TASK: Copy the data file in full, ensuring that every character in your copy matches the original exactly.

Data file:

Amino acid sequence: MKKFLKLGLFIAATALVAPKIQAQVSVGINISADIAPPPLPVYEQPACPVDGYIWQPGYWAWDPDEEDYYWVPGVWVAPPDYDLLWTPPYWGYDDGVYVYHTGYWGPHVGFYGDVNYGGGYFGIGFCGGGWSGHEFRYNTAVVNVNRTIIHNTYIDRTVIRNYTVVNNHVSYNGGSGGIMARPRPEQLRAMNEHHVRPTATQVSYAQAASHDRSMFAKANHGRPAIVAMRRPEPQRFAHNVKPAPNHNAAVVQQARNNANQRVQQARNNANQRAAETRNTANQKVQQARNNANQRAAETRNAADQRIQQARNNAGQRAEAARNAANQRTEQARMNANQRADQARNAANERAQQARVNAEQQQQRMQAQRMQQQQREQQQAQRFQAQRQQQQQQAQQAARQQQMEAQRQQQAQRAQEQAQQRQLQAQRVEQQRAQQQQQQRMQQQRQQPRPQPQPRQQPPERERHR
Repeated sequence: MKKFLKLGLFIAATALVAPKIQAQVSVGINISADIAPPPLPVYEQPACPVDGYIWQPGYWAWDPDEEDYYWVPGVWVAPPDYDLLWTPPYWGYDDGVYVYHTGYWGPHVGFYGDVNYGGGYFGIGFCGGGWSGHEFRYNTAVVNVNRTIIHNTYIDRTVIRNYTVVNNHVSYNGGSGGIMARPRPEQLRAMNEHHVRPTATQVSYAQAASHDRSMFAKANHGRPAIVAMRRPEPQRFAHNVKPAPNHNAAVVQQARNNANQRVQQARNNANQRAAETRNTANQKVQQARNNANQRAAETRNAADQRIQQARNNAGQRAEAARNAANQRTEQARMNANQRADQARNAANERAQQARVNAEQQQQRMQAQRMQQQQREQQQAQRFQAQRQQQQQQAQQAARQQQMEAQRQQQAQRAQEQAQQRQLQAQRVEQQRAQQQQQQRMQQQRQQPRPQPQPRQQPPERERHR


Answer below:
Amino acid sequence: MKKFLKLGLFIAATALVAPKIQAQVSVGINISADIAPPPLPVYEQPACPVDGYIWQPGYWAWDPDEEDYYWVPGVWVAPPDYDLLWTPPYWGYDDGVYVYHTGYWGPHVGFYGDVNYGGGYFGIGFCGGGWSGHEFRYNTAVVNVNRTIIHNTYIDRTVIRNYTVVNNHVSYNGGSGGIMARPRPEQLRAMNEHHVRPTATQVSYAQAASHDRSMFAKANHGRPAIVAMRRPEPQRFAHNVKPAPNHNAAVVQQARNNANQRVQQARNNANQRAAETRNTANQKVQQARNNANQRAAETRNAADQRIQQARNNAGQRAEAARNAANQRTEQARMNANQRADQARNAANERAQQARVNAEQQQQRMQAQRMQQQQREQQQAQRFQAQRQQQQQQAQQAARQQQMEAQRQQQAQRAQEQAQQRQLQAQRVEQQRAQQQQQQRMQQQRQQPRPQPQPRQQPPERERHR
Repeated sequence: MKKFLKLGLFIAATALVAPKIQAQVSVGINISADIAPPPLPVYEQPACPVDGYIWQPGYWAWDPDEEDYYWVPGVWVAPPDYDLLWTPPYWGYDDGVYVYHTGYWGPHVGFYGDVNYGGGYFGIGFCGGGWSGHEFRYNTAVVNVNRTIIHNTYIDRTVIRNYTVVNNHVSYNGGSGGIMARPRPEQLRAMNEHHVRPTATQVSYAQAASHDRSMFAKANHGRPAIVAMRRPEPQRFAHNVKPAPNHNAAVVQQARNNANQRVQQARNNANQRAAETRNTANQKVQQARNNANQRAAETRNAADQRIQQARNNAGQRAEAARNAANQRTEQARMNANQRADQARNAANERAQQARVNAEQQQQRMQAQRMQQQQREQQQAQRFQAQRQQQQQQAQQAARQQQMEAQRQQQAQRAQEQAQQRQLQAQRVEQQRAQQQQQQRMQQQRQQPRPQPQPRQQPPERERHR